This time last year I tried China Mieville for the first time and came away terribly underwhelmed.
This Census-Taker was a dull, uneventful novella that left almost no lasting impression on me – 12 months later I can’t even remember the premise.
I’m happy to report The Last Days of New Paris – released just a few months later and of similar length – is much better. A rollicking, surrealist alternate history adventure full of Nazis and spies and demons.
In 1941 Paris an American engineer and occultist comes into the orbit of a group of surrealist artists and theorists resisting the German occupation. Together, they unwittingly set off a weapon – an S-bomb – that brings their bizarre, hallucinogenic visions to life, turning the city into a Boschian fever dream – and opening a gateway to the underworld.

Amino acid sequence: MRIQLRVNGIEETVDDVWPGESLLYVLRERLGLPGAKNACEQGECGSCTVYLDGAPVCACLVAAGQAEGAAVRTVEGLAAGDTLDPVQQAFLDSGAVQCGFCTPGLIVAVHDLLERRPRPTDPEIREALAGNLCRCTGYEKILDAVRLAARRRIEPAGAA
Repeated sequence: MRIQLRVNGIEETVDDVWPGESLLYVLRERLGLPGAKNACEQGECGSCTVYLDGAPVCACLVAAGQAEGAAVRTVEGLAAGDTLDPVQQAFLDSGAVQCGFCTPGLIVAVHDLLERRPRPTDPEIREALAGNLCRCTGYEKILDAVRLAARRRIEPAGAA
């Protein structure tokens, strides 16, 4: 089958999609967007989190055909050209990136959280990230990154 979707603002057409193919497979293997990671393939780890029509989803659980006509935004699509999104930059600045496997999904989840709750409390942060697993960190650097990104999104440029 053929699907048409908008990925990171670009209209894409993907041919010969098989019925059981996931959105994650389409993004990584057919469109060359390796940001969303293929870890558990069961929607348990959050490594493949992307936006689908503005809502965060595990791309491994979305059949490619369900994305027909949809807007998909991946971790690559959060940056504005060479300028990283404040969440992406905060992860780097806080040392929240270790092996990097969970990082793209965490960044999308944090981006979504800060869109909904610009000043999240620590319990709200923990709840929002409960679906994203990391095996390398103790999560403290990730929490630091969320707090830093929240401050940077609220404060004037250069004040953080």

We pick up the story almost a decade later. The Nazis and Parisian resistance are locked in a never-ending battle not only with each other, but also the “manifs” – manifestations of the surrealist subconscious – and the forces of hell. But resistance fighter Thibaut’s alliance with mysterious photographer Sam could usher in the last days of the nightmare.
There’s no way this premise should work but Mieville executes on it with such assuredness, such confident, unabashed aplomb, that it does. His imagination is a force of nature and his descriptive powers formidable. The book also works as a tribute to the surrealist movement, to Paris and to the power of art and creativity.
I’m starting to understand what all the fuss is about.